‘WHAT HAS THAT GOT TO DO WITH YOU DROPPING THE TEA TRAY?’
‘Because, Master, if you do one again…’
‘Run off. Scarper. Do a bunk. Leg it.’
‘IF I LEAVE, YOU MEAN?’
‘Yes! If you leave, again, you can bet your bottom dollar that I’ll be the one who’ll have to come and fetch you back, again, and I’ve got barely any time left to play around with.’
Death was silent for a moment.
‘ALBERT, HAVE I CAUSED YOU TO ADVANCE IN AGE?’
‘Indirectly, yes, Master.’
‘AND THIS IS WHY YOU HAVE DROPPED THE TEA TRAY?’
‘Well it hasn’t bloody helped!’
‘I AM SORRY, ALBERT. IS THERE ANYTHING THAT I CAN DO TO HELP?’
‘Huh, hire me an assistant?’ said Albert, sarcastically.
Death thought on this for a moment.
‘But we can’t do that, can we?’ said Albert, pulling the conversation, he felt, back to reality. ‘Last time you did that the universe was nearly destroyed and your daughter ended up eloping with the little perisher!’
‘YES,’ said Death, not really paying attention.
It could work. And why not? Death made the rules in Death’s Domain, after all. And if Albert really needed the help it was the least he could do.
Death walked back to his desk and snatched the black fedora up with a swipe of his hand.
‘Master?’ Albert looked up from clearing the mess the tea tray had left just in time to see the trails of Death’s robe disappearing out of the study door.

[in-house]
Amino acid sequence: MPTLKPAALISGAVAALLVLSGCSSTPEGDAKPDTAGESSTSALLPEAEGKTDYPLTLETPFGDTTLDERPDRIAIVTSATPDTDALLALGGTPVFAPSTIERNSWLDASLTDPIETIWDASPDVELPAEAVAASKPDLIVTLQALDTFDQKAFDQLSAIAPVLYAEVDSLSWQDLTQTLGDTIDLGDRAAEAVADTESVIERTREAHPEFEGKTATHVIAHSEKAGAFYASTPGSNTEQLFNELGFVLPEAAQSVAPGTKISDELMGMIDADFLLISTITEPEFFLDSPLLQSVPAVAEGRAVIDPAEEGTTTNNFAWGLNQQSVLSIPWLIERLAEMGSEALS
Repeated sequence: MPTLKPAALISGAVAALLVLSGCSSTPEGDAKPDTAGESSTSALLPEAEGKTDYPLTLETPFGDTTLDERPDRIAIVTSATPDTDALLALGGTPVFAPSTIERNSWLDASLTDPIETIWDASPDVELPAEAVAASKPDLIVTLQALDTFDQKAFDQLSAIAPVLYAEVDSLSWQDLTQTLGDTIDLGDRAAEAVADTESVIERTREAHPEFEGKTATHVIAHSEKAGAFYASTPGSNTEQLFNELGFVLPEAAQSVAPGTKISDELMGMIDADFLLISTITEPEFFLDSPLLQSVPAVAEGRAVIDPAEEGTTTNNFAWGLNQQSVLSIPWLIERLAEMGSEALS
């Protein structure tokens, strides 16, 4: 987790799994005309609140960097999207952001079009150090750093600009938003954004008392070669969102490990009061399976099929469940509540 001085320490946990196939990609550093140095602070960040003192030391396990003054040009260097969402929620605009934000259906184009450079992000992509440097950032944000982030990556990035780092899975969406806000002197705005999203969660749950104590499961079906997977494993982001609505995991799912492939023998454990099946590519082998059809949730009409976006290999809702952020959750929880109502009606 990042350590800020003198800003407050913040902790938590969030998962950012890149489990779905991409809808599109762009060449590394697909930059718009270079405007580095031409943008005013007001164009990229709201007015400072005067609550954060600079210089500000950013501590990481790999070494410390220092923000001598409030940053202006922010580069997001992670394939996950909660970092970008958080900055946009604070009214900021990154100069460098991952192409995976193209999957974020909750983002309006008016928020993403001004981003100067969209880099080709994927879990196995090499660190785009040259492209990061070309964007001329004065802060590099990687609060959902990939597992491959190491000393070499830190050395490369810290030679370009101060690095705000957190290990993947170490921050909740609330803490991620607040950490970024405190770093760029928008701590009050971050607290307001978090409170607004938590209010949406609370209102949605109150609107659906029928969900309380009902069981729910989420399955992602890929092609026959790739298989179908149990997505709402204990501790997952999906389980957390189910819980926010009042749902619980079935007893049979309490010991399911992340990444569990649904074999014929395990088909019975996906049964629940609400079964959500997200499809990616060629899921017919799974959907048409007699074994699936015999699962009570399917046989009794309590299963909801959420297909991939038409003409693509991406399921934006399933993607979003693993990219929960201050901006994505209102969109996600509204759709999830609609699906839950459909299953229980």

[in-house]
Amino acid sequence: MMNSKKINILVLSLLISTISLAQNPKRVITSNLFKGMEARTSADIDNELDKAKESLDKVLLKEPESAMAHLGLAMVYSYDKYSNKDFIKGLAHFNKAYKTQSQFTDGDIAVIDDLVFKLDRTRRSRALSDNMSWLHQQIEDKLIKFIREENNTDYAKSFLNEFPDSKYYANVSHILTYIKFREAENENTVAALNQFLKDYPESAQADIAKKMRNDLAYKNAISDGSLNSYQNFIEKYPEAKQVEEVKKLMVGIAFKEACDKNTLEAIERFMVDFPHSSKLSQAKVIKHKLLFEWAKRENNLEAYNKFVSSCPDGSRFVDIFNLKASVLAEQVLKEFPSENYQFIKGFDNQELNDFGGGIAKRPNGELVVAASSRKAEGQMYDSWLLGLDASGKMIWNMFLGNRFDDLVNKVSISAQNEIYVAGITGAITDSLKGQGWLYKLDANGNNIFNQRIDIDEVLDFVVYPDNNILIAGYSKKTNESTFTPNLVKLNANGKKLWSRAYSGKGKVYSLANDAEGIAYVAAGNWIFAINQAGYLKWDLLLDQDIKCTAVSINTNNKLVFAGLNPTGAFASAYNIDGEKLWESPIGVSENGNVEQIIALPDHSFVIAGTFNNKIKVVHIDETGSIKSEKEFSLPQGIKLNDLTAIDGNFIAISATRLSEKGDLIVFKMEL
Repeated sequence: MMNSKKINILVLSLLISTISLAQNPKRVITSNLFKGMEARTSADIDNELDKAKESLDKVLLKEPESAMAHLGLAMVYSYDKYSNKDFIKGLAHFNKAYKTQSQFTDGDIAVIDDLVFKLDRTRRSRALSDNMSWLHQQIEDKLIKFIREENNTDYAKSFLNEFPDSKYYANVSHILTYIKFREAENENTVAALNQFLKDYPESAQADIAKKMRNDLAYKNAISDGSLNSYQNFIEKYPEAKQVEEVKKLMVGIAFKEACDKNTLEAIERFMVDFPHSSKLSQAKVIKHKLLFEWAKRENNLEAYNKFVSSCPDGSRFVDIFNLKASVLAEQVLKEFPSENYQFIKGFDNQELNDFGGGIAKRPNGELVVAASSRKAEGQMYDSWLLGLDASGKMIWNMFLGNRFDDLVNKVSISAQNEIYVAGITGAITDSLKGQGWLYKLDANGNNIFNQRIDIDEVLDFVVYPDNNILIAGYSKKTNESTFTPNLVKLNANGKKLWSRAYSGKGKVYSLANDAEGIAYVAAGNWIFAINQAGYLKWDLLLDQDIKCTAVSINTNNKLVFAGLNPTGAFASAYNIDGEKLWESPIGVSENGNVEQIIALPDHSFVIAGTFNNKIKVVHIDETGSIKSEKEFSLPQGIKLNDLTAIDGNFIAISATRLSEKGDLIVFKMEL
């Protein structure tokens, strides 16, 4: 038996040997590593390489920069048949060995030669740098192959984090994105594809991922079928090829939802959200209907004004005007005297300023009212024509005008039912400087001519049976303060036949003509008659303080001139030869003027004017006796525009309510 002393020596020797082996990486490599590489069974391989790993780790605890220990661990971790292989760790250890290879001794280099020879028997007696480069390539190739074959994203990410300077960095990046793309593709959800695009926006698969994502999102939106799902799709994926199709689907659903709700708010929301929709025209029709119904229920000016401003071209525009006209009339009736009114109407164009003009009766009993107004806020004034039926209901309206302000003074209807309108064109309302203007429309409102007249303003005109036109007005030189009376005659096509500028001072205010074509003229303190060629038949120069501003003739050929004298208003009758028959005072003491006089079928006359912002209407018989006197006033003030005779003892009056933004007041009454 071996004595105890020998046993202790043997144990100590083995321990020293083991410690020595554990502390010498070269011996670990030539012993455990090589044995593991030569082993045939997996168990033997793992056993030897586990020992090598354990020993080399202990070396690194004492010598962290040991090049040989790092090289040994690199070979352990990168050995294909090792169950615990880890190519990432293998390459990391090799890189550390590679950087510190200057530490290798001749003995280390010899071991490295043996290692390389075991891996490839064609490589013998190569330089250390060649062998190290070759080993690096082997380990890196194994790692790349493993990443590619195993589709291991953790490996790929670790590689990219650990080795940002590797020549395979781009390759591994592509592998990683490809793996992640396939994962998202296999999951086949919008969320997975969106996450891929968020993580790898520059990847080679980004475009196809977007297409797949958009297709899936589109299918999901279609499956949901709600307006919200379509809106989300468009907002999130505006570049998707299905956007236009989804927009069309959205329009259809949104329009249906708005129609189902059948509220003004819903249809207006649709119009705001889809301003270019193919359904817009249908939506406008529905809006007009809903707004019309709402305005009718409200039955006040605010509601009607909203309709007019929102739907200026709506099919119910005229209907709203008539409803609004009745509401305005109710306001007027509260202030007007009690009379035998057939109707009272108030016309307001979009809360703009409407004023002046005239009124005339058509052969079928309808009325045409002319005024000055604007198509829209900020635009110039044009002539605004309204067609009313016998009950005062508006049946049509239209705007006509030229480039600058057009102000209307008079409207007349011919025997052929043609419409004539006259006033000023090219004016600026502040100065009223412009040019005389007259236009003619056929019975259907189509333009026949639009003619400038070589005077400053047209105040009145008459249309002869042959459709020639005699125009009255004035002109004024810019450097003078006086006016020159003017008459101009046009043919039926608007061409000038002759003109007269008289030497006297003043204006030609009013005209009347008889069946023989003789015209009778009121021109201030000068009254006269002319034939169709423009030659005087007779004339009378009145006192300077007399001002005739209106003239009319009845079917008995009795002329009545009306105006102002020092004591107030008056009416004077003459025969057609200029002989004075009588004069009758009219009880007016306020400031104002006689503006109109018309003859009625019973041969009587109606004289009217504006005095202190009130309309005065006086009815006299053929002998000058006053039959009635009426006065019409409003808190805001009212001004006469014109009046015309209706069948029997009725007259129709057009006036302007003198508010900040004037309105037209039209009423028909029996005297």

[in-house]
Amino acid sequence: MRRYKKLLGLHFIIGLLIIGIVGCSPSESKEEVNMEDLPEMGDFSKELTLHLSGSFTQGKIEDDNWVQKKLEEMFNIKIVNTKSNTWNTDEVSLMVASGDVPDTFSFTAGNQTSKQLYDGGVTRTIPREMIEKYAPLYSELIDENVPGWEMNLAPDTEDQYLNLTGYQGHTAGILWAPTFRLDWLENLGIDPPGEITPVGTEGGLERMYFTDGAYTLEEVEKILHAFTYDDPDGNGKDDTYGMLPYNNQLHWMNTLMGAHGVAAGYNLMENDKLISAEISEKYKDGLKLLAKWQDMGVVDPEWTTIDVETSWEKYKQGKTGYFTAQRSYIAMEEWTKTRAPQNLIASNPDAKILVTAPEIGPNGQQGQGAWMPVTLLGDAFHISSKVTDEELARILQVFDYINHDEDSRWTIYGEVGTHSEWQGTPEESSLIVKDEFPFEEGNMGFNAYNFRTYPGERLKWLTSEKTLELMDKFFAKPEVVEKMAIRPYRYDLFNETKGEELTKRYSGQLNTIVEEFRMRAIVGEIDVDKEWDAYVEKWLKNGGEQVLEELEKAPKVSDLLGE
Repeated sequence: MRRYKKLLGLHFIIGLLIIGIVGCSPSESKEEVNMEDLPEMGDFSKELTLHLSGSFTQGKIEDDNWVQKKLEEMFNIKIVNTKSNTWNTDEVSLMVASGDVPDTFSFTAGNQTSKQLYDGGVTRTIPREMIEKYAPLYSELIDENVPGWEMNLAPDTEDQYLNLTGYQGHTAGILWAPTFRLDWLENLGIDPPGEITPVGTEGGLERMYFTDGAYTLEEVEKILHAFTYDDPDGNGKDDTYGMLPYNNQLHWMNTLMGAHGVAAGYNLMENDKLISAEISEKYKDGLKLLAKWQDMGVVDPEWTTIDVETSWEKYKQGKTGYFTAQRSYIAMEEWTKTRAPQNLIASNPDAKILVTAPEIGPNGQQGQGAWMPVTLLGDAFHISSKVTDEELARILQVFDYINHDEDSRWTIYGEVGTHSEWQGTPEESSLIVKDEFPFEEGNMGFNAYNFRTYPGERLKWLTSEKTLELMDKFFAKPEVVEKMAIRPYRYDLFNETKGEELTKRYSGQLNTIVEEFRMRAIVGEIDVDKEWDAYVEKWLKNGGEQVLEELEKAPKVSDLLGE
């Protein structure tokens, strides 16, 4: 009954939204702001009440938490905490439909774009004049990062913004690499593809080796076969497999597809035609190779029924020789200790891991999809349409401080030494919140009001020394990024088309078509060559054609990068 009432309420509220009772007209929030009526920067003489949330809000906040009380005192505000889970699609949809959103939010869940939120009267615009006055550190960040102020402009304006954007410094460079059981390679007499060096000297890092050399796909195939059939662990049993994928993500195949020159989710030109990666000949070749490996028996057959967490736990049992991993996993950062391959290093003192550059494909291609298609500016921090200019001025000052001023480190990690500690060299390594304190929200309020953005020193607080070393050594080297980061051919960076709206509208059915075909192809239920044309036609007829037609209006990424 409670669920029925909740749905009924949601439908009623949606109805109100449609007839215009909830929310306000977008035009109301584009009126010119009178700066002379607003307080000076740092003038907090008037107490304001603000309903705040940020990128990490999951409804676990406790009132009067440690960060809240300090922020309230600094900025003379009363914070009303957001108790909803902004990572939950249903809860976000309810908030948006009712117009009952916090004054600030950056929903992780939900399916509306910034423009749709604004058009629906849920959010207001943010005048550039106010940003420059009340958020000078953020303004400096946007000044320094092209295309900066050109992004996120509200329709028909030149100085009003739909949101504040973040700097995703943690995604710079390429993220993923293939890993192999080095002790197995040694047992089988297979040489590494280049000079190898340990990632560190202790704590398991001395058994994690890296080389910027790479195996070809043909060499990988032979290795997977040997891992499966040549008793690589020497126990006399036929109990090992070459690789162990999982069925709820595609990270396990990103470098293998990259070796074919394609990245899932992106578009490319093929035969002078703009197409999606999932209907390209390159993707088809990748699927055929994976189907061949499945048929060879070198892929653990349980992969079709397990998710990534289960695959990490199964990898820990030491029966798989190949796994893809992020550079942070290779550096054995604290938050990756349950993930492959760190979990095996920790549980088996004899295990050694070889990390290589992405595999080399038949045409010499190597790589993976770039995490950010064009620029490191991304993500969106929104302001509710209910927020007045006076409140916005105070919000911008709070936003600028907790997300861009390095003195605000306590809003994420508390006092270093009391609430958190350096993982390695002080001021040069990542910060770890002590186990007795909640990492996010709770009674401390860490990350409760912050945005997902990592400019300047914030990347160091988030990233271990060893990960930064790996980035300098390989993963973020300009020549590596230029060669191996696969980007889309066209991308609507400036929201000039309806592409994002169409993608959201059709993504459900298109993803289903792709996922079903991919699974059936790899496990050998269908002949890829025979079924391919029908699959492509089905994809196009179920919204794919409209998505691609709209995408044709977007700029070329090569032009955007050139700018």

‘Bugger!’ said Albert, to the universe in general.
It would have taken Albert a long time to find Death, had he not had a very good idea of where he was going.
It was the hat. That’s what set him off.
Albert shuffled wheezily into the hour glass room and made his way along the seemingly endless shelves. Glass orbs and strange, ethereal lights hemmed the old man in on both sides, but Albert stared straight ahead. He didn’t need to check where he was going; he knew what he was looking for. Or, more accurately, he knew what would be missing when he got there.
I knew it!
Albert spat another curse into the universe, turned on his slippered heel and shuffled back off along the shelves.
Me and my big mouth, he thought as he left the hour glass room and hurried as best he could along the corridor.
He was going to be too late, he knew it, but the stickler in him would never forgive him if he didn’t at least try and have a good moan about this.
Albert rounded a corner and saw light emanating from under one of the doors.
You’ve bloody done it, haven’t you? You’ve gone and bloody done it!
Albert threw open the door and stared at the two figures that were standing in the middle of a circle of various occult symbols. He knew what each and every one of them was for and he scowled uncontrollably as Death handed the black fedora to the newcomer.
‘I BELIEVE THIS BELONGS TO YOU.’
‘Thank you,’ said the new assistant, as he adjusted the hat to the right angle.
Death turned to face Albert, who was still scowling.
‘ALBERT, I WOULD LIKE YOU TO MEET YOUR NEW ASSISTANT. YOU ARE RIGHT; I CANNOT NEGLECT THE DUTY, WHICH MEANS I CANNOT REVERSE WHAT TIME HAS DONE TO YOU. I CAN ONLY APOLOGISE FOR PAST CARELESSNESS AND HOPE THAT THIS SMALL GESTURE OF HELP WILL MAKE UP FOR IT IN ANY WAY.’
Albert stalked into the room and circled the newcomer like a lion eyeing up its next meal. In the privacy of his own mind he knew that the help would be useful; he’d just have liked to have been asked first.
‘Right,’ he said, after a long pause. ‘Ever mucked out a stable before?’
‘No, but I’m willing to give it a try.’
‘Well, get yourself outside and we’ll see how much of a pig’s ear you make of it.’
‘What do I call you?’
‘My name’s Terry, nice to meet you.’